Article Text

Download PDFPDF
Sports in extreme conditions: The impact of exercise in cold temperatures on asthma and bronchial hyper-responsiveness in athletes
  1. Kai-Håkon Carlsen1,2
  1. 1Faculty of Medicine, University of Oslo, Institute of Clinical Medicine, Oslo, Norway
  2. 2Norwegian School of Sport Sciences, Oslo, Norway
  3. 3Department of Paediatrics, Rikshospitalet, Oslo University Hospital, Oslo, Norway
  1. Correspondence to Professor Kai-Håkon Carlsen, Department of Paediatrics, Rikshospitalet, Oslo University Hospital, PO Box 4950 Nydalen, Oslo 0424, Norway; k.h.carlsen{at}


Exercise-induced asthma (EIA) and bronchial hyper-responsiveness (BHR) are frequently reported among elite athletes of outdoor endurance winter sports, particularly in cross-country and biathlon skiers. The pathogenesis of EIA is related to water loss and heat-loss through the increased respiration during exercise, leading to mediator release, airways inflammation and increased parasympathetic nervous activity in the airways, causing bronchial constriction and BHR. In the competing elite athlete this is presently considered to be due to the frequently repeated increased ventilation during training and competitions in combination with the repeated environmental exposure to cold air in outdoor winter sports. It is important that athletes at risk of asthma and BHR are monitored through regular medical control with assessment of lung function and BHR, and when BHR or asthma is diagnosed, optimal controlling treatment through anti-inflammatory treatment by inhaled steroids should be started and relieving treatment (inhaled ipratropium bromide and inhaled β2-agonists) should be used to relieve bronchial constriction if present.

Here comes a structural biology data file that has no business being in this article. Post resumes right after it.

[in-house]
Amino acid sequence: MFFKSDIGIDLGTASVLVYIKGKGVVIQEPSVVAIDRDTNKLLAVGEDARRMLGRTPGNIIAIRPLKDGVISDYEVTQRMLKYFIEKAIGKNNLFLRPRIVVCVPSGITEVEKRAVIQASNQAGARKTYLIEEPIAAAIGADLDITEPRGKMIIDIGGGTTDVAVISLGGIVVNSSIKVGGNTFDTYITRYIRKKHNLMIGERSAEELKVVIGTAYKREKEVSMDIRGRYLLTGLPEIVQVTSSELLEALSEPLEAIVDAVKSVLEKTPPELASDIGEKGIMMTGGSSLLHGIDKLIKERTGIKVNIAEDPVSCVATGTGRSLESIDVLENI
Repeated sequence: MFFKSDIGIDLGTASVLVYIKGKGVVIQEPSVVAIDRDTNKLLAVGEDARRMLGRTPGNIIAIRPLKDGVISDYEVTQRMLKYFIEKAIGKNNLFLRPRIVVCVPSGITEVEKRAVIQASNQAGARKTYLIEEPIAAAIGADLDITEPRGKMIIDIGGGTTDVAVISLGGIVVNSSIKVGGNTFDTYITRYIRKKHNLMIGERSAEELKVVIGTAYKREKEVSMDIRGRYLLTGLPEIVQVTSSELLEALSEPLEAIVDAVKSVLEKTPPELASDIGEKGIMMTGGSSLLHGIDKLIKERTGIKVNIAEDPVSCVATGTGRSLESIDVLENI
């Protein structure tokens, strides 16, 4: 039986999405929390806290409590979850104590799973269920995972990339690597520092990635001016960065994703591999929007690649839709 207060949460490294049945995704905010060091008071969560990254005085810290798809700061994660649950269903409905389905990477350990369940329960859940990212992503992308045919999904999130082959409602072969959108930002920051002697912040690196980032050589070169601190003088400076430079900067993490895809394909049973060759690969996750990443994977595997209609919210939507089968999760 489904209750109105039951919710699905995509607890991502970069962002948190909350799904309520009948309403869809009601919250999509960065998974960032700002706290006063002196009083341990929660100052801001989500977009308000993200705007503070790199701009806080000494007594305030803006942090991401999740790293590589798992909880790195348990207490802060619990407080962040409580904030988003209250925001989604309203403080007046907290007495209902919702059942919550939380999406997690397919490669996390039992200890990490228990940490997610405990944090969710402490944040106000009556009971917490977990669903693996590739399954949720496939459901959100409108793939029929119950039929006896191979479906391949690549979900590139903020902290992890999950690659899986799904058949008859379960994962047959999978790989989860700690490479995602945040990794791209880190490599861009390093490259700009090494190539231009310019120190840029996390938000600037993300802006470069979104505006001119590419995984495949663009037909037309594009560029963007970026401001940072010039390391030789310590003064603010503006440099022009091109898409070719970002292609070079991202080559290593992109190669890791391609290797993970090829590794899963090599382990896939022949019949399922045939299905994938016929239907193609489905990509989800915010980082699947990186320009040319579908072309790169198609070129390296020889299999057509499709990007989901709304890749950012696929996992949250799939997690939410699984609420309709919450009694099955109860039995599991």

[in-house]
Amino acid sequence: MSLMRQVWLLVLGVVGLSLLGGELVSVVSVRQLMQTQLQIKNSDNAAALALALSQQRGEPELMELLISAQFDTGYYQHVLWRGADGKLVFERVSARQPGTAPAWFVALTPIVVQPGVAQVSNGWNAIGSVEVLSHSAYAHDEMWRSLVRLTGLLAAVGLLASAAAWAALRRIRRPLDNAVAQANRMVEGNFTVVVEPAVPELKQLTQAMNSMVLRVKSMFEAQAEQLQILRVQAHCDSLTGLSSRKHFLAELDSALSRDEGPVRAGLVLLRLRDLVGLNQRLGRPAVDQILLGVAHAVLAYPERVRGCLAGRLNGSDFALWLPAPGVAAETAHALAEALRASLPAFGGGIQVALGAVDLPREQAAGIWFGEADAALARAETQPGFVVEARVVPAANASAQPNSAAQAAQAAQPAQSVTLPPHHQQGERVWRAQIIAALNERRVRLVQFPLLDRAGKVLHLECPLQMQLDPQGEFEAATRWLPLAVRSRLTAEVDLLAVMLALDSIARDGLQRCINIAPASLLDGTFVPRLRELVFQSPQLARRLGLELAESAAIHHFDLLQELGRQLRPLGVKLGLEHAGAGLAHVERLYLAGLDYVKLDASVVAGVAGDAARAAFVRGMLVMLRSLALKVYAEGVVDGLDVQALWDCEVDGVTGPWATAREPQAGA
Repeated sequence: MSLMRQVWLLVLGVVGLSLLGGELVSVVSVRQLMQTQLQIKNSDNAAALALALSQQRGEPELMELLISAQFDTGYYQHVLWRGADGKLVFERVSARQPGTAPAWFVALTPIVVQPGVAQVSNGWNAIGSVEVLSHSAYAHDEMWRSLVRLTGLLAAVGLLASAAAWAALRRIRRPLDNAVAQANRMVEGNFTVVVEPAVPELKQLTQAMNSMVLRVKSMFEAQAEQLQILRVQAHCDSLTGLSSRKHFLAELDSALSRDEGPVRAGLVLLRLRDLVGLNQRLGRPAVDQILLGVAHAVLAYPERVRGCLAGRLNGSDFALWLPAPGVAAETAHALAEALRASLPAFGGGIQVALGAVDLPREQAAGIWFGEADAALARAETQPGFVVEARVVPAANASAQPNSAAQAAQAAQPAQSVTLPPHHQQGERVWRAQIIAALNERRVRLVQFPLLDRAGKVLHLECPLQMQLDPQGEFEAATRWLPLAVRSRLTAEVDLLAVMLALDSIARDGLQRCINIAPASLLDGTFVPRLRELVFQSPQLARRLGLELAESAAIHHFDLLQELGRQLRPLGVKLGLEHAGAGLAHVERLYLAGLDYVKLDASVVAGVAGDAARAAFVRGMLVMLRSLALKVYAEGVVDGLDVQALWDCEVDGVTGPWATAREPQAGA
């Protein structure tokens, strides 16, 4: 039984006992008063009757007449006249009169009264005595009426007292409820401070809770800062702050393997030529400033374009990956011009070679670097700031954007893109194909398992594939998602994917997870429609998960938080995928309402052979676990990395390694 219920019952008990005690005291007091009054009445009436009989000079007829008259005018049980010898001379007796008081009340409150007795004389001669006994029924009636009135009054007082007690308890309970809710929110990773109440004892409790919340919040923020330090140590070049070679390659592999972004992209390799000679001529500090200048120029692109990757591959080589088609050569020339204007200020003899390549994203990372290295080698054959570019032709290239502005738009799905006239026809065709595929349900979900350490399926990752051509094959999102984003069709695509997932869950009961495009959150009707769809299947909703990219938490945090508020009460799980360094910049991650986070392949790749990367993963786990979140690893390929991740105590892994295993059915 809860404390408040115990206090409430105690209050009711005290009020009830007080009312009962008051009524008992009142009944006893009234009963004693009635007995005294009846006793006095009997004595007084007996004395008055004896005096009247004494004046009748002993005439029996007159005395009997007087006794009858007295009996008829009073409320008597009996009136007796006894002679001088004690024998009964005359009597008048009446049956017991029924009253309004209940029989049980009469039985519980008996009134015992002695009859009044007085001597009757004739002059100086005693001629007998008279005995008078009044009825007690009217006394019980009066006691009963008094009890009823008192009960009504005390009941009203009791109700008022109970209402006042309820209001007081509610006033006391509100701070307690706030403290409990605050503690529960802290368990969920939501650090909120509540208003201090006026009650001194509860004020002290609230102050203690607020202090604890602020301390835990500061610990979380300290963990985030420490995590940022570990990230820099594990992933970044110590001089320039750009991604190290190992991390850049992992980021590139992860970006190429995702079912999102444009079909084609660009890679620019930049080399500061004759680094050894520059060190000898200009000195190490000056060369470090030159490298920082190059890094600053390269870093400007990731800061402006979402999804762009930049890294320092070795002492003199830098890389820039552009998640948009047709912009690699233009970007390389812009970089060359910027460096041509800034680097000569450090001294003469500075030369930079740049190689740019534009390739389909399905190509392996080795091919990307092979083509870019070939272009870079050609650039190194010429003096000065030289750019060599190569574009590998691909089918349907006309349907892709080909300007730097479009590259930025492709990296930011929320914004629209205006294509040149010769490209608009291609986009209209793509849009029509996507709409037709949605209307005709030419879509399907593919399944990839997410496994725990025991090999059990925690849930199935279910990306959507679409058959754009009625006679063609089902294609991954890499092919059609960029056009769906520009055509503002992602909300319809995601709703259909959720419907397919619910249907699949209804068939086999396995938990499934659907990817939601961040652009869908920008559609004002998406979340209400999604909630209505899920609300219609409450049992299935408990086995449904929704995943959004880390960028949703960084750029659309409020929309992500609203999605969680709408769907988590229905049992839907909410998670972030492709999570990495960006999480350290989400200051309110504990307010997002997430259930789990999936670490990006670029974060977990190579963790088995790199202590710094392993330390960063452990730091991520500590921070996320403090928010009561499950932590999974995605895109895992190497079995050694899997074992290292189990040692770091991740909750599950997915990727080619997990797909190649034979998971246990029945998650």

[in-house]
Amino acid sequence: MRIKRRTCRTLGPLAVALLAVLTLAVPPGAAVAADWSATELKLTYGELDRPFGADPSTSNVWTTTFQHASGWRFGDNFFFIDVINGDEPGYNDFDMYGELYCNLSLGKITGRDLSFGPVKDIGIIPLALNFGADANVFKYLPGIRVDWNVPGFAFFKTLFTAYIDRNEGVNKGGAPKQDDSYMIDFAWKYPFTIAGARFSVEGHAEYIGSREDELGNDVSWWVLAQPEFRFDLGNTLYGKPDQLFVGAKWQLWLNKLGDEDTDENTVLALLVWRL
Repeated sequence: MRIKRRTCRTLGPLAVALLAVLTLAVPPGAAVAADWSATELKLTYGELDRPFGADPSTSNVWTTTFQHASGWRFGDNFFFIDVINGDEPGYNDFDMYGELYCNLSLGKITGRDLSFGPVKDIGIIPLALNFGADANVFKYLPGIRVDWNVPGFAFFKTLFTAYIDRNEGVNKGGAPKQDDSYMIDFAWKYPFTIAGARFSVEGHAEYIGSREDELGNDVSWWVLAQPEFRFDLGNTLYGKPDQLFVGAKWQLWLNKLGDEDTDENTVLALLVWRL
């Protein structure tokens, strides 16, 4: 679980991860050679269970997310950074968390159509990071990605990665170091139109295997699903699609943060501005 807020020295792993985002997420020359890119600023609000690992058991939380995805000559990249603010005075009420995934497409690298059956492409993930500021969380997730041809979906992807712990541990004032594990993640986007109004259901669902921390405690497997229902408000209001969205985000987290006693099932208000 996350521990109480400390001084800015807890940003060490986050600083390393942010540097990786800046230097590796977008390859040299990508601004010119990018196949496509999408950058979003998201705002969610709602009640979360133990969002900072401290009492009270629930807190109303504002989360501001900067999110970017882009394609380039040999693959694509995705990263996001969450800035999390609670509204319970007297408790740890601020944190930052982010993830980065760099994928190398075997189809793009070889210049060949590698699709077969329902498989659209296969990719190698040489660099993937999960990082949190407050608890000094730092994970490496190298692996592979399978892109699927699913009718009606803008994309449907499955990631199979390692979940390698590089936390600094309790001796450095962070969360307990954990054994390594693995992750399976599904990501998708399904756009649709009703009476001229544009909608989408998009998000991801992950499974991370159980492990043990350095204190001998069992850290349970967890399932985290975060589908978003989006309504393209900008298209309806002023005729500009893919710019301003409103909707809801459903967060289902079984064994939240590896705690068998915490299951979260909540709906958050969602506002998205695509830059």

• Athletics
  • Respiratory
  • Elite performance
  • Endurance
  • Exercise

Statistics from

Request Permissions

If you wish to reuse any or all of this article please use the link below which will take you to the Copyright Clearance Center’s RightsLink service. You will be able to get a quick price and instant permission to reuse the content in many different ways.


  • Competing interests None.

  • Provenance and peer review Not commissioned; externally peer reviewed.